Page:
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VA Disability Benefits

Representing Veterans Nationwide
Nationwide Success

Individual Unemployability Benefits

If you are a veteran and cannot work because of an injury or disability related to your military service, you may qualify for VA Individual Unemployablity benefits. You may be eligible for TDIU (Total Disability Individual Unemployability), and may be entitled to benefits at the 100% disability rating if you can prove that you can’t work because of a disability related to your service in the military service-related disability.

It is a common misunderstanding for veterans that you can only qualify for a TDIU rating if you exceed a certain percentage disability requirement (usually 60 to 70 percent). Some veterans believe the VA makes the process confusing and difficult on purpose, thus limiting benefit payouts to thousands of disabled veterans.

If you have trouble finding work or cannot keep a job as a result of VA disability, you may have TDIU—VA Individual Unemployability Claim—and should be entitled to additional VA benefits. If the process appears too complex, you may benefit from a no-cost consult with a veterans disability attorney.

Joseph M. Lyon is an VA Disability Claims attorney reviewing VA claims and VA Individual Unemployability Benefits for veterans nationwide.

Individual Unemployability Disability Benefits

You may be able to get additional VA disability benefits if you have at least one service-connected disability rated at 60 percent or more disabling, or two or more service-related disabilities—with a combined rating of 70 percent or more.

The requirements for full TDIU benefits also stipulate that if a veteran is unable to hold down a steady job that supports them financially (“substantially gainful employment”) due to a service-connected injury or disability, they may qualify.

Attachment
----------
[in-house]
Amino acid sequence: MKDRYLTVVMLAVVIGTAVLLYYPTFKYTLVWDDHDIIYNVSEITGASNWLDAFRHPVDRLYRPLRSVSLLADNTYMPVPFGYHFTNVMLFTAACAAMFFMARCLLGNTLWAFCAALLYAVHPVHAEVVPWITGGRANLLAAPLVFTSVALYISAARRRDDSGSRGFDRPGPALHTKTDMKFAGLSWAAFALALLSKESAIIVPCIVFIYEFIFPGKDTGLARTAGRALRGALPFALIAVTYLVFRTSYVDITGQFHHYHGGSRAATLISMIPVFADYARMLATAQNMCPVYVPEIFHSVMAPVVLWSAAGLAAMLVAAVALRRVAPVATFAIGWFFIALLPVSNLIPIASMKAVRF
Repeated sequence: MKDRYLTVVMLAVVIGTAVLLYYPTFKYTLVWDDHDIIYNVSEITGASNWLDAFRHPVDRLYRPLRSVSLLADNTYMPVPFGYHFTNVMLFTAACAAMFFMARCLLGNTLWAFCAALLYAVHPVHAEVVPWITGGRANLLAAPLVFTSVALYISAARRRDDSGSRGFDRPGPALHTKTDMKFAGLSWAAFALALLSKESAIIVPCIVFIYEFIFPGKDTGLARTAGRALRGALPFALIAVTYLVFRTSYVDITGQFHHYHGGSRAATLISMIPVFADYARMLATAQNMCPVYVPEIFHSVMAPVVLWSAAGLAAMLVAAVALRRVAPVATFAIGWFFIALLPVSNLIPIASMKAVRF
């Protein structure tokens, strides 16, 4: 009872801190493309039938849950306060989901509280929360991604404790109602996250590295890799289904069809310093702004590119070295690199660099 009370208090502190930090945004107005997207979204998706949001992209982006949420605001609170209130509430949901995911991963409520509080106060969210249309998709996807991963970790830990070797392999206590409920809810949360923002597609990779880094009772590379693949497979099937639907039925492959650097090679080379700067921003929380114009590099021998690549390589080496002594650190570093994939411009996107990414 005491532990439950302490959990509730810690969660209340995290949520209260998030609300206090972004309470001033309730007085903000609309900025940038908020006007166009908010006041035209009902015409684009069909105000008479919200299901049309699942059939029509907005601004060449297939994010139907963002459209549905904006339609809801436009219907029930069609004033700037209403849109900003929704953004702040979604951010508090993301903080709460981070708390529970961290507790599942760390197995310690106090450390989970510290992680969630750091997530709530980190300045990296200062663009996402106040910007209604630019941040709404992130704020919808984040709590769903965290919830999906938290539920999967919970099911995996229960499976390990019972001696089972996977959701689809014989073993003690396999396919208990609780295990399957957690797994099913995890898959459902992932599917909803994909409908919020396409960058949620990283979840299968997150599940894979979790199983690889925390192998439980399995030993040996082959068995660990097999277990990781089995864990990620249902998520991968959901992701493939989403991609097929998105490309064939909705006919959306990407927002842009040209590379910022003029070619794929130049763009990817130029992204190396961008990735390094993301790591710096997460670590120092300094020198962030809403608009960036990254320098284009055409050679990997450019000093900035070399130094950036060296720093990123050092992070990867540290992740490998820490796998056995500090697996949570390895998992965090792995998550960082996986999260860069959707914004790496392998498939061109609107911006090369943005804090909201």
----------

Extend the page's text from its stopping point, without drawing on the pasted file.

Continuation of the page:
Marginal employment does not count as being employable, and if a veteran is hospitalized, they will qualify at a lower disability rating. The TDIU benefits will include health care costs and cash compensation.

Veterans who qualify for Individual Unemployability benefits will need to file a claim on their own. Each individual will need to provide evidence (medical reports and results) showing that their disability prevents them from working.

What is the TDIU Benefit?

A disabled veteran who qualifies for Total Disability Individual Unemployability (TDIU) can receive over $3,000 a month from the VA. Additional VA benefits are available if the veteran is married and has dependents.

If you are currently working but cannot earn more than the poverty threshold due to disability, the VA may decide that your employment is not substantially gainful, and you will be entitled to TDIU.

If you work in a protected work environment, or sheltered employment, like a self-run business or a family business and your earnings are above the federal poverty limit (around $12,000 a year) you could still be entitled to TDIU benefits.